Showing true integrity, journalists and television anchors took to Twitter and the airwaves on Friday night to acknowledge that the media severely misreported Donald Trump’s alleged ties to Russia, as well as what Mueller’s probe was likely to find. They are, after all, true professionals.

“How could they let Trump off the hook?” an inconsolable Chris Matthews asked NBC reporter Ken Dilanian during a segment on CNN’s ‘Hardball’.

Dilanian tried to comfort the CNN host with some of his signature NBC punditry.

“My only conclusion is that the president transmitted to Mueller that he would take the Fifth. He would never talk to him and therefore, Mueller decided it wasn’t worth the subpoena fight,” he expertly mused.

Actually, there were several Serious Journalists who used their unsurpassed analytical abilities to conjure up a reason why Mueller didn’t throw the book at Trump, even though the president is clearly a Putin puppet.

“It’s certainly possible that Trump may emerge from this better than many anticipated. However! Consensus has been that Mueller would follow DOJ rules and not indict a sitting president. I.e. it’s also possible his report could be very bad for Trump, despite ‘no more indictments,'” concluded Mark Follman, national affairs editor at Mother Jones, who presumably, and very sadly, was not being facetious.

Revered news organs were quick to artfully modify their expectations regarding Mueller’s findings.

“What is collusion and why is Robert Mueller unlikely to mention it in his report on Trump and Russia?” a Newsweek headline asked following Friday’s tragic announcement.

Three months earlier, Newsweek had meticulously documented all the terrible “collusion” committed by Donald Trump and his inner circle.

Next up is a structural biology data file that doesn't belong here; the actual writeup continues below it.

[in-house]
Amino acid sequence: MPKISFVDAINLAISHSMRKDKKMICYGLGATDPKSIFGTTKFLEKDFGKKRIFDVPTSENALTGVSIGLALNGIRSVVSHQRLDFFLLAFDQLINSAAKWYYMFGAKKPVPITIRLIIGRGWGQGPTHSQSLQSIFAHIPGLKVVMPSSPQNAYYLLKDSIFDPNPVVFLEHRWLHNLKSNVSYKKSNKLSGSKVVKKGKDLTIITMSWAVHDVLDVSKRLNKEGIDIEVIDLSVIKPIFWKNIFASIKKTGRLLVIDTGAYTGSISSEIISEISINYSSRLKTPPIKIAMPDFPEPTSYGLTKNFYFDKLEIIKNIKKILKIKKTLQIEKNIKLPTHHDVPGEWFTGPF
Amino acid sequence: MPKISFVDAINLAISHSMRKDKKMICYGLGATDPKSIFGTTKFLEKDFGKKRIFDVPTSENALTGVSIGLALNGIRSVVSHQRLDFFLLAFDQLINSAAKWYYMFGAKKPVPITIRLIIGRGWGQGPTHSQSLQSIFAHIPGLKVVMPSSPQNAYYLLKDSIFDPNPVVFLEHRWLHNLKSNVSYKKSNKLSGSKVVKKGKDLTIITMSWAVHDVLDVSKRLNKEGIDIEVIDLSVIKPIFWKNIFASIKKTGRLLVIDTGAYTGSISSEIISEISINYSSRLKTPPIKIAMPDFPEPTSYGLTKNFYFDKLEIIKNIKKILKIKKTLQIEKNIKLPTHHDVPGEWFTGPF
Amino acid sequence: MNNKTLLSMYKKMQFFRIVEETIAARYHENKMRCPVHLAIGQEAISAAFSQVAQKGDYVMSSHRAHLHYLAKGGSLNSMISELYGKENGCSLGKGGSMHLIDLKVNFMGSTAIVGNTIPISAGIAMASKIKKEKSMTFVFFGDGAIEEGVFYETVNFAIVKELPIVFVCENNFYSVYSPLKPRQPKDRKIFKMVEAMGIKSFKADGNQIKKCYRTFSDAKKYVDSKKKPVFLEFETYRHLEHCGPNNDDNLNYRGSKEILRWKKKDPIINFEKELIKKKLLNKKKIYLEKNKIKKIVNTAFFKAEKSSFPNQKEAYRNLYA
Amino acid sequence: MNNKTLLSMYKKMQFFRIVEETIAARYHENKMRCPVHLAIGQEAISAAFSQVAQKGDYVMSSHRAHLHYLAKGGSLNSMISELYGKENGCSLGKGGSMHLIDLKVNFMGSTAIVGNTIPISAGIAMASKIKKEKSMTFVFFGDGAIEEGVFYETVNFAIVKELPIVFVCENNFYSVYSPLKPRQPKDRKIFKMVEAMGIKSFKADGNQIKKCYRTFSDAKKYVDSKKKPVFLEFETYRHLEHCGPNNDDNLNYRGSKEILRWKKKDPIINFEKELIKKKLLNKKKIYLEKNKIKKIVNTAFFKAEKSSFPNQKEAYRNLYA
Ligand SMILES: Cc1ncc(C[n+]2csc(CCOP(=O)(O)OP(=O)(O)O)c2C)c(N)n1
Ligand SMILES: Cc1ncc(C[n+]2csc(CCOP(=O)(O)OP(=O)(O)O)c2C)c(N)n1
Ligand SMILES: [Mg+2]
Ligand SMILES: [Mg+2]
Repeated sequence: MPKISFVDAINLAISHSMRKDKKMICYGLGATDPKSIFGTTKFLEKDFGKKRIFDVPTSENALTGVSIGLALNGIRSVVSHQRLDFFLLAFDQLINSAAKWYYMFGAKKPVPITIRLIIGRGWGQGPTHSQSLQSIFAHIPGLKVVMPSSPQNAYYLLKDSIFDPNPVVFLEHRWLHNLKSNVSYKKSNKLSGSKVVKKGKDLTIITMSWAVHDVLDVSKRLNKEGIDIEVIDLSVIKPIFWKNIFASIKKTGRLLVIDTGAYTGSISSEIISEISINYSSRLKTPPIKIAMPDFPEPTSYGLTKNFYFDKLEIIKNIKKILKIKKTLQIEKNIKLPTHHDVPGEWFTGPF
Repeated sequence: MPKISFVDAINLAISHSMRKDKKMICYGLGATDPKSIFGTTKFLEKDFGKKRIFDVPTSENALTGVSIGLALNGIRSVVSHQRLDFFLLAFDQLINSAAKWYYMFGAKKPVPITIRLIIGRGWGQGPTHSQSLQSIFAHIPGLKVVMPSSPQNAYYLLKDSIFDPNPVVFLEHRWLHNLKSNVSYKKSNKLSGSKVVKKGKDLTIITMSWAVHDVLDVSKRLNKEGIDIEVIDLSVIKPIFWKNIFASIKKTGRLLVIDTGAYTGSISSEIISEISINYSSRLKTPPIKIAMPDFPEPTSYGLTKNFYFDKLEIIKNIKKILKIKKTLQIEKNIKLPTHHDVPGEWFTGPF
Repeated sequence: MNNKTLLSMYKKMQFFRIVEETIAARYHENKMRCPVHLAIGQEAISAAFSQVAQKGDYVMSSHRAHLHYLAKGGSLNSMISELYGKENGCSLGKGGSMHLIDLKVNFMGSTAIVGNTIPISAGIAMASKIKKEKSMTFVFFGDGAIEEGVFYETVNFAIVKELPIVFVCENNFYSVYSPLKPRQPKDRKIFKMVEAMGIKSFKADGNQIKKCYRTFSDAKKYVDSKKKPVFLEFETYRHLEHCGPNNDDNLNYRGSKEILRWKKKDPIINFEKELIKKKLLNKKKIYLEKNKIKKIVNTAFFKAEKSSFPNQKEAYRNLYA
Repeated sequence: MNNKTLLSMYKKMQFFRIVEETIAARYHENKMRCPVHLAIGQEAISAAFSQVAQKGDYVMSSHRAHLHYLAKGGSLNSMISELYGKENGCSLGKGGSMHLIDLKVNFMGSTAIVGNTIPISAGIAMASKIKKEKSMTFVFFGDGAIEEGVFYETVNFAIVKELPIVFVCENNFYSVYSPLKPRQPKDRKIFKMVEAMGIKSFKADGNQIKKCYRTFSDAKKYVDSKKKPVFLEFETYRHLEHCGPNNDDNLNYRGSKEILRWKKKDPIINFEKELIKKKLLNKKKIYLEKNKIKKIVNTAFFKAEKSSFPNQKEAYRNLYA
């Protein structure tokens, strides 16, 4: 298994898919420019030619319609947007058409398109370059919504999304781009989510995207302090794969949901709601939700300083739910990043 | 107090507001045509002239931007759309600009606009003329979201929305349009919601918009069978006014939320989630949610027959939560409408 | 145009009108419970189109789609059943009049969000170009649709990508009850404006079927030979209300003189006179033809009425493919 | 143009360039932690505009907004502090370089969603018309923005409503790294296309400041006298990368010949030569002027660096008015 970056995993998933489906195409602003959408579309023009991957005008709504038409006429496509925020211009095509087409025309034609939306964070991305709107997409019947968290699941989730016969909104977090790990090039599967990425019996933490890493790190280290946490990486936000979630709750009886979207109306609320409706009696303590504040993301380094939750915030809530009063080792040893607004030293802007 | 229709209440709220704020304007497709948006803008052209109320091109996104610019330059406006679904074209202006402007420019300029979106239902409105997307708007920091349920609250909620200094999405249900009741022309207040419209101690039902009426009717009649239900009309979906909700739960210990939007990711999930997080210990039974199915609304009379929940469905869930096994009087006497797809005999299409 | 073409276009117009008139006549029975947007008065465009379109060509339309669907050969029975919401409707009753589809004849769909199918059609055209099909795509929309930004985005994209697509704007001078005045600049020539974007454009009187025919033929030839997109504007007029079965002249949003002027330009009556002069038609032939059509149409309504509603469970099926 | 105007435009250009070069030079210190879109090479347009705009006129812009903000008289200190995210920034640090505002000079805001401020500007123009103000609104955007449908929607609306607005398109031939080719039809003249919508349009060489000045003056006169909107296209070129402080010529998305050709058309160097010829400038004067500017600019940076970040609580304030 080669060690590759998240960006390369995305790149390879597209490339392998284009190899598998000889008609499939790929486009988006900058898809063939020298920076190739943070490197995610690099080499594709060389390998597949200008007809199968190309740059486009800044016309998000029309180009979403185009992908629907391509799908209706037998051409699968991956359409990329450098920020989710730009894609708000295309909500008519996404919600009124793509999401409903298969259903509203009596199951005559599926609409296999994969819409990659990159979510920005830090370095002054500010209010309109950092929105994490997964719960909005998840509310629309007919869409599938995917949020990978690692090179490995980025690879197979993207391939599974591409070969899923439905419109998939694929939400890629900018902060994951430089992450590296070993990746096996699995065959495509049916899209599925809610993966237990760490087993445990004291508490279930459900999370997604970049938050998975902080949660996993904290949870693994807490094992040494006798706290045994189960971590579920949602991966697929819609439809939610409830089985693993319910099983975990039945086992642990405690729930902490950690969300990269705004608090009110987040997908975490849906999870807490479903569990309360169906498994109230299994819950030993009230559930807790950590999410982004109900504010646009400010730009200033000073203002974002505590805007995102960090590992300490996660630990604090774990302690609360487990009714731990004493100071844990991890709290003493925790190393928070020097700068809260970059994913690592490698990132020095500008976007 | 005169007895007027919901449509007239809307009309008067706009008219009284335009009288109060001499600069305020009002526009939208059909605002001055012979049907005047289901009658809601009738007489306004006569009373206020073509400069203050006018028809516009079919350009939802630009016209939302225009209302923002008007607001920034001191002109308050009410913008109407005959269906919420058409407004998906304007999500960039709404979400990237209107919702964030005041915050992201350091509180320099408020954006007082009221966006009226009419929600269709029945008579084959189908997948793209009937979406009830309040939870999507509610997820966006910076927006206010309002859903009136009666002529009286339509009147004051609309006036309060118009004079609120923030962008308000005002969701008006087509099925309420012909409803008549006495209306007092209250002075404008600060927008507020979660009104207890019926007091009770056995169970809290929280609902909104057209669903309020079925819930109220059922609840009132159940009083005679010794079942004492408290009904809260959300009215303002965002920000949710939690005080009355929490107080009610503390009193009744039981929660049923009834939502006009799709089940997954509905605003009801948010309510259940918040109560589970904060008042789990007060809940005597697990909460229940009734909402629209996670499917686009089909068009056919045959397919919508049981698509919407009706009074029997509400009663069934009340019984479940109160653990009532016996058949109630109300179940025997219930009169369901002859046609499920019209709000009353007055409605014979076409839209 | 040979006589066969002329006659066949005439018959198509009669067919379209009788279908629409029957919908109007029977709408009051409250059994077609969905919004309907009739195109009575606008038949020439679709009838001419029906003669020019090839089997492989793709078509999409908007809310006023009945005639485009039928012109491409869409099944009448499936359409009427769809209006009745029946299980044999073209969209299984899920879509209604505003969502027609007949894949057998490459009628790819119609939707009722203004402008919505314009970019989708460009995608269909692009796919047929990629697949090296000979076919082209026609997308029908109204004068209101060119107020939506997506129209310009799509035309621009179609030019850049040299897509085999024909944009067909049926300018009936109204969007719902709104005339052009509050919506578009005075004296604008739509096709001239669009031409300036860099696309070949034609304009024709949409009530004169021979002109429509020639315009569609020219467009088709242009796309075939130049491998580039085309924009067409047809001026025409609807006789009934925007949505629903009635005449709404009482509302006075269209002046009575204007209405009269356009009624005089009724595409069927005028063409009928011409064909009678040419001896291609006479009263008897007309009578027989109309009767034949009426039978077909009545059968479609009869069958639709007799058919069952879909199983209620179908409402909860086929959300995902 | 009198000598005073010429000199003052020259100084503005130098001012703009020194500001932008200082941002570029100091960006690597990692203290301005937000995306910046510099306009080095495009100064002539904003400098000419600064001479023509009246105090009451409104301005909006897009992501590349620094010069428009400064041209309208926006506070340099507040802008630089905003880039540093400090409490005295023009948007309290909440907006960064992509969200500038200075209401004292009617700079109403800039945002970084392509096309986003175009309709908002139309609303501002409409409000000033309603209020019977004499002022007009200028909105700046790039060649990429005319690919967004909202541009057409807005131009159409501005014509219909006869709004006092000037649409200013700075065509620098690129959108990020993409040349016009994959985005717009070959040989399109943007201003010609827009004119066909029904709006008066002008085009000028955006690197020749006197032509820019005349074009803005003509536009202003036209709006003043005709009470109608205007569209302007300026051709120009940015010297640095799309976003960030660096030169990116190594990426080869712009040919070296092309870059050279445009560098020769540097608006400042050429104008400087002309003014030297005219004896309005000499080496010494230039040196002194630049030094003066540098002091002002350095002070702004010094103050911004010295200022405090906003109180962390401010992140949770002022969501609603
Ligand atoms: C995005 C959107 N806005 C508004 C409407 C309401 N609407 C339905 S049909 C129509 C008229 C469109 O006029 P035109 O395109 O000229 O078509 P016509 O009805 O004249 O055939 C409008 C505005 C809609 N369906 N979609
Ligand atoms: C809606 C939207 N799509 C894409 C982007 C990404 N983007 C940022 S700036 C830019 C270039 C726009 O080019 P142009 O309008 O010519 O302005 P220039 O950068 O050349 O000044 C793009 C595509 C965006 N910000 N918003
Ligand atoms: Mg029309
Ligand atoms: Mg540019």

But perhaps the most sobering reactions to the no-indictment news came from those who seemed completely unfazed by the fact that Mueller’s investigation, aimed at uncovering a criminal conspiracy between Trump and the Kremlin, ended without digging up a single case of “collusion.”

The denials, evasions and bizarre hot takes are made even more poignant by the fact that just days ago, there was still serious talk about Trump’s entire family being hauled off to prison.

“You can’t blame MSNBC viewers for being confused. They largely kept dissenters from their Trump/Russia spy tale off the air for 2 years. As recently as 2 weeks ago, they had @JohnBrennan strongly suggesting Mueller would indict Trump family members on collusion as his last act,” journalist Glenn Greenwald tweeted.

While the Mueller report has yet to be released to the public, the lack of indictments makes it clear that whatever was found, nothing came close to the vast criminal conspiracy alleged by virtually the entire American media establishment.